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What did Jesus know anyway? To prevent confusion, we need to protect the faithful from Jesus'less-than-helpful impulses.

REFUSING COMMUNION TO PEOPLE IS A LONG AND honored tradition. Since the time of Jesus himself, selfless religious men have made it their business o protect the Lord from the importunate and the greedy, from the unworthy and the inconvenient.

What did Jesus know, really? Any good PR person can tell you that founders of movements are often unable to see the implications of their actions once the movement is established. Founders go on harking back to days gone by, clinging anachronistically to the "original concept" and refusing to see that progress requires change. That's where a good PR department comes in.

A few quick examples:

* Children. Everyone agrees that they are a nuisance. They cry or talk in the middle of long sermons, and they want to play when it is time to be serious. The apostles knew what they were doing when they kept such little ones at a distance, however much Jesus insisted that "of such is the kingdom of heaven" and even said adults should become like them.

* Lost sheep. Any sensible herdsman will tell you that 99 sheep in the fold are better than one lost in the wilderness, yet Jesus was still bent on finding that one stray and bringing it safely home. What do you do with a man who can't even do simple arithmetic?

* Hungry crowds. These types are definitely best left to fend for themselves, and the apostles said as much to Jesus whenever the opportunity came up. Jesus, however, kept being "moved to pity." "Where will they find food at this hour?" he wanted to know. "Give me what you've got, and I'll see what I can do". It didn't matter that the apostles knew the crowds should be left to their own devices--Jesus had other plans.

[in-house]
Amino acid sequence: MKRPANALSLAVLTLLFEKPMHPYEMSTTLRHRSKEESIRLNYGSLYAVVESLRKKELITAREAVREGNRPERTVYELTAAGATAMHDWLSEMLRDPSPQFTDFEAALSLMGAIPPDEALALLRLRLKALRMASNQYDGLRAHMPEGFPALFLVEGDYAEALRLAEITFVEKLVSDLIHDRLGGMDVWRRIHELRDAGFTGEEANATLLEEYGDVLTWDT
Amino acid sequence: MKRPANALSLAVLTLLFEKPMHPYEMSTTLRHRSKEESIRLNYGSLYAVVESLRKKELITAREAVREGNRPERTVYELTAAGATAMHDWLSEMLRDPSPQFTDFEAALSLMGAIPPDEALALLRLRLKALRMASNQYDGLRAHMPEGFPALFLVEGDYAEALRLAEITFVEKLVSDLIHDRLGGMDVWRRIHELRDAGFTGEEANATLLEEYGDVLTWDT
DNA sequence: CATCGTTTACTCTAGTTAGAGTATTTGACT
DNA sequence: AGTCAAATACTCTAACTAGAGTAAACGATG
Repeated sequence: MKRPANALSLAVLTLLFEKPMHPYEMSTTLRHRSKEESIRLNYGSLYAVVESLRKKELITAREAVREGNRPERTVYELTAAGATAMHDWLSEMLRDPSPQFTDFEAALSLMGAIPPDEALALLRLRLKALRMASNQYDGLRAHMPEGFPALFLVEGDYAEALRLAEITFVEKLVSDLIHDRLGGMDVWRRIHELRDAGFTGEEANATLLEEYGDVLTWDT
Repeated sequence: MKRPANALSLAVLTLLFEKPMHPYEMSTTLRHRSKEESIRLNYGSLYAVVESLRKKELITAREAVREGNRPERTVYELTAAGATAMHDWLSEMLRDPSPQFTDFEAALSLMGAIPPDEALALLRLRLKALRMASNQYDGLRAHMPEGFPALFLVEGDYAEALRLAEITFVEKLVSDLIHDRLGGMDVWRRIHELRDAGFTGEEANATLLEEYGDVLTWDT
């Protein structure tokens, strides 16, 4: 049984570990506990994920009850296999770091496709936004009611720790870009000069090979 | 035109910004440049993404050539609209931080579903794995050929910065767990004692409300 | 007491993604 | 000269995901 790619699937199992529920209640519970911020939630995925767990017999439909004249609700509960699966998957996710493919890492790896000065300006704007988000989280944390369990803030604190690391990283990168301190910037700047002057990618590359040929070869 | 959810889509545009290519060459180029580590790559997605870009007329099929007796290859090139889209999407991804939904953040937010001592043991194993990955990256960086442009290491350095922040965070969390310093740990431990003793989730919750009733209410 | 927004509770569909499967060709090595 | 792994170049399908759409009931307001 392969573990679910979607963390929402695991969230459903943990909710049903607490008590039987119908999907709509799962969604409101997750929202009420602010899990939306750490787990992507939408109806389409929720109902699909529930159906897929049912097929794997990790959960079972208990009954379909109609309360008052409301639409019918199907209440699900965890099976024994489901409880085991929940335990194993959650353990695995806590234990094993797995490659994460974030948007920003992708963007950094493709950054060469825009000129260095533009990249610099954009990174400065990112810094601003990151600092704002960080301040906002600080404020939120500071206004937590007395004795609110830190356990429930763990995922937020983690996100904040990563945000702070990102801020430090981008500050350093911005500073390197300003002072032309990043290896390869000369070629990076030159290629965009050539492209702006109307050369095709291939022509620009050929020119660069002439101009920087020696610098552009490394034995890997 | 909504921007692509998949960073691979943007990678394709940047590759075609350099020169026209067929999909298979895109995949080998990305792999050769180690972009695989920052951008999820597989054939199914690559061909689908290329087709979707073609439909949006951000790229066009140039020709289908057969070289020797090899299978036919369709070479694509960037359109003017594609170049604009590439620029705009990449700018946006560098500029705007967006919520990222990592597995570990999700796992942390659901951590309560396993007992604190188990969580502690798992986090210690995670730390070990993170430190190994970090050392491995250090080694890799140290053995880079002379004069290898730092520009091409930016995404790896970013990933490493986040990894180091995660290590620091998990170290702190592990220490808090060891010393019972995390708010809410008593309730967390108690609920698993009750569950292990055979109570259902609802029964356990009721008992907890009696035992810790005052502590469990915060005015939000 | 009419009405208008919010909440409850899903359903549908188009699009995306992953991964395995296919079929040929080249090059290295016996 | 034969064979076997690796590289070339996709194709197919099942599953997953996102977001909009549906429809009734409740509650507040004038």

* Tax collectors and sinners. Although it is obviously sensible to avoid meeting such people in public, Jesus seemed to enjoy their company--even going out of his way to meet them. "These are the people I was sent to save," he said when questioned. "Healthy people don't need a doctor; sick people do". The present situation of bishops refusing Communion to pro-choice legislators is just a modern version of the same old issue. Today's church leaders have taken one of the more lucid sayings of Jesus himself as their inspiration as they tell us (though not in so many words, of course), "It is not fair to take the children's food and throw it to the dogs" (Matt. 15:26).

The trouble with Jesus, however, was that he then let himself be charmed and disarmed by the Canaanite woman's reply, "Ah yes, sir, but even the dogs can eat the scraps that fall from their master's table." PR pros can prevent that kind of backsliding today. They can make sure that some of the less suitable impulses of Jesus get edited out or sufficiently blurred and confused to save people from getting the wrong idea. What would Jesus do about pro-choice politicians receiving the Eucharist? For what it's worth, he left some decent instructions for dealing with erring members of the community: "If your brother does something wrong, go and have it out with him alone, between your two selves. If he listens to you, you have won back your brother. If he does not listen, take one or two others with you: the evidence of two or three witnesses is necessary to sustain any charge. If he still refuses to listen, report it to the community; and if he refuses to listen to the community, treat him like a tax collector or a pagan" (Matt. 18:15-17).

TREAT HIM LIKE A TAX COLLECTOR! THAT SEEMS A PRETTY sensible solution. Of course, here again one needs to make sure not to follow Jesus' less-than-helpful own example. Otherwise, you'd have to pick that erring brother out in a crowd--even if he was perched in a tree--beg him to come down, and then invite yourself to have dinner at his house. Thanks, but no thanks! Tax collectors, pagans, prostitutes, public sinners--unfortunately, they were all among Jesus' special favorites.

The church's capable PR men rightly worry that all the good Catholics they are so carefully shepherding could be led astray by their erring brothers and sisters and that all the non-Catholics will think this church can't even control its own members. The loving embrace that Jesus extended to Zaccheus may have achieved his conversion and salvation, but what does Jesus know about the likes of a John Kerry? Leave that to the PR department. They do such a good job.

Jo McGOWAN, a writer living in Dehra Doon, Uttar Pradesh, India.
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Title Annotation:the examined life
Author:McGowan, Jo
Publication:U.S. Catholic
Date:Aug 1, 2004
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